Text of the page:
Undismayed, he continued his workshops for years with a more down-to-earth focus. He gave up the drums, but still used myths and poetry and invited women and men to discuss an array of topics, including parenting and racism.

And he continued to write rivers of poetry, to edit magazines and to translate works from Swedish, Norwegian, German and Spanish, and to churn out jeremiads. In “The Sibling Society” (1996), Mr. Bly called for mentoring a generation of children growing up without fathers, who were being shaped instead by rock music, violent movies, television and computers into what he called a state of perpetual adolescence.

But he saw hope.

“The biggest influence we’ve had,” he told The Times in 1996, “is in younger men who are determined to be better fathers than their own fathers were.”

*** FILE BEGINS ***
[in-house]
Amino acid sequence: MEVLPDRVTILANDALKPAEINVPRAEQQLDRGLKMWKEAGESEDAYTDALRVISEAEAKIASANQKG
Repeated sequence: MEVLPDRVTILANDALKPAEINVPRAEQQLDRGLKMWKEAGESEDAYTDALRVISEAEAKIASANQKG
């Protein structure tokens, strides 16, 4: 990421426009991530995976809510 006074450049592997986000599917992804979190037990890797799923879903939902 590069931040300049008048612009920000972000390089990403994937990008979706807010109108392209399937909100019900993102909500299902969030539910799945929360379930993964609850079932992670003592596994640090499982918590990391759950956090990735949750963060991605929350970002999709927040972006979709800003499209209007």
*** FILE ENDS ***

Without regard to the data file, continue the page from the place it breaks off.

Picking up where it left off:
Robert Elwood Bly was born in Lac qui Parle County in western Minnesota on Dec. 23, 1926, to Norwegian farmers, Jacob and Alice (Aws) Bly. He graduated from high school in Madison, Minn., (pop. 600) in 1944, served two years in the Navy and studied for a year at St. Olaf College, in Northfield, Minn. He then transferred to Harvard.

“One day while studying a Yeats poem I decided to write poetry the rest of my life,” he recalled in a 1984 essay for The Times. “I recognized that a single short poem has room for history, music, psychology, religious thought, mood, occult speculation, character and events of one’s own life.”

After graduation in 1950, he spent several years in New York immersing himself in poetry.